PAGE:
Thursday, December 29, 2016

Sara K Joiner: Early Days of the Movies

2016 has been a rough year, especially when thinking about well-known individuals who have died. From David Bowie and Alan Rickman to Prince and Anton Yelchin to George Michael and Carrie Fisher, lots of people around the world have lost someone they didn't know personally but who meant a great deal nonetheless.

I've spent a lot of time this year mourning strangers who were friends. And now I have to add Debbie Reynolds to that list.

I was about nine years old when I saw Singin' In the Rain for the first time. I loved it! Not only is it my favorite movie musical, it's also my favorite movie about the movies and one of my favorite movies in general. Set during the transition from silent films to "talkies," it introduced me to a world I knew nothing about. It showed history happening to people who lived it.

Recently, I read I Don't Know How the Story Ends by J.B. Cheaney. Although set earlier, it reminded me of Singin' In the Rain. It's about a young girl who spends a summer in Los Angeles with her extended family in 1918. Her step-cousin is infatuated with the movies and ropes her into "starring" in the picture he's making. Cameos from Charles Chaplin, Mary Pickford, Douglas Fairbanks, Mack Sennett and D.W. Griffith pop up throughout. There's a great discussion of Griffith's classic Intolerance. It gives readers a lot of details for further entertainment, including the actors and directors mentioned plus movies to watch.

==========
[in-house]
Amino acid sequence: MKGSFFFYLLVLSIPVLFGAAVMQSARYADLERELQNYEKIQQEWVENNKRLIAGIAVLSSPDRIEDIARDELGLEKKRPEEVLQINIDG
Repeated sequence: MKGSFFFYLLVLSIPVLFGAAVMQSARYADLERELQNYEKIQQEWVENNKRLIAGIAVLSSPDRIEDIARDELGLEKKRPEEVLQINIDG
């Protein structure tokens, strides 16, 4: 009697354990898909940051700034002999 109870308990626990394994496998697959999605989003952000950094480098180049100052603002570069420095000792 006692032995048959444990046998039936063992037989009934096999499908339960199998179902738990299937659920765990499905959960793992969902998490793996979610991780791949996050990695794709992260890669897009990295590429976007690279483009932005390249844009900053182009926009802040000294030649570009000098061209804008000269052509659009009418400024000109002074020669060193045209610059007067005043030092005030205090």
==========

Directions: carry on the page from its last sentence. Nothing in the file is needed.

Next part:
I Don't Know How the Story Ends is a great book for middle grade readers, especially if they love the movies. Watch it with Singin' In the Rain for a good look at the full span of the early days of filmmaking. And don't forget to watch a silent film or two, as well. They're treasures.

Sara K Joiner is the author of After the Ashes. She is also a librarian.


  1. Thanks for this post, Sara - Singin' In The Rain was recently on TV and I've recorded it. I, too, saw it when I was about ten years old. Then I had no hearing aids (too deaf, they said...), and of course nothing was captioned. I'm looking forward to the dialogue and lyrics.

    I'm not familiar with 'Intolerance', must try to find it.